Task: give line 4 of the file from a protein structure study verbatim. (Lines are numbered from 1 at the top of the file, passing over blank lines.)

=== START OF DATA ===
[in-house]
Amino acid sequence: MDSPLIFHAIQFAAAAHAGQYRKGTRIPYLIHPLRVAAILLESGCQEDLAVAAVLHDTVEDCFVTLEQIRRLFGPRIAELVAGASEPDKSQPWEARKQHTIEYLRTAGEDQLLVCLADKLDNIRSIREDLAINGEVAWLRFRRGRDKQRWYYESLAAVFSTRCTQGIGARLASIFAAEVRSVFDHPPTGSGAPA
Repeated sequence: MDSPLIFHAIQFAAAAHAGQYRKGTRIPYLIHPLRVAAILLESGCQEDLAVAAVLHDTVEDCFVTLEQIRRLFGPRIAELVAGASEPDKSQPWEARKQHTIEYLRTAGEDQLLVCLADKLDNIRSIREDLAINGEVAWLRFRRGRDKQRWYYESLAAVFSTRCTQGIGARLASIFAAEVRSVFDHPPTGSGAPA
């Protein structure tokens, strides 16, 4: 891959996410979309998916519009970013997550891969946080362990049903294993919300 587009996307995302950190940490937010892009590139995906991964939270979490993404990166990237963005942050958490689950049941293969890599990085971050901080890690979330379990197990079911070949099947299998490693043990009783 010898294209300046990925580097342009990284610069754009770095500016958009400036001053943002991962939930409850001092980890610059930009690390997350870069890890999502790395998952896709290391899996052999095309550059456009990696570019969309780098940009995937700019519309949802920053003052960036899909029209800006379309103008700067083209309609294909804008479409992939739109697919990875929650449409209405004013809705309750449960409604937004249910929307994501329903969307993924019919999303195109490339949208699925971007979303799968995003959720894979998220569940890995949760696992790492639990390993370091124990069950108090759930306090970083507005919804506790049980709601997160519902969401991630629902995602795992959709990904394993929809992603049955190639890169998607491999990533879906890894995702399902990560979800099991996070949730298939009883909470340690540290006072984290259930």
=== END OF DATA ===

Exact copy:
């Protein structure tokens, strides 16, 4: 891959996410979309998916519009970013997550891969946080362990049903294993919300 587009996307995302950190940490937010892009590139995906991964939270979490993404990166990237963005942050958490689950049941293969890599990085971050901080890690979330379990197990079911070949099947299998490693043990009783 010898294209300046990925580097342009990284610069754009770095500016958009400036001053943002991962939930409850001092980890610059930009690390997350870069890890999502790395998952896709290391899996052999095309550059456009990696570019969309780098940009995937700019519309949802920053003052960036899909029209800006379309103008700067083209309609294909804008479409992939739109697919990875929650449409209405004013809705309750449960409604937004249910929307994501329903969307993924019919999303195109490339949208699925971007979303799968995003959720894979998220569940890995949760696992790492639990390993370091124990069950108090759930306090970083507005919804506790049980709601997160519902969401991630629902995602795992959709990904394993929809992603049955190639890169998607491999990533879906890894995702399902990560979800099991996070949730298939009883909470340690540290006072984290259930």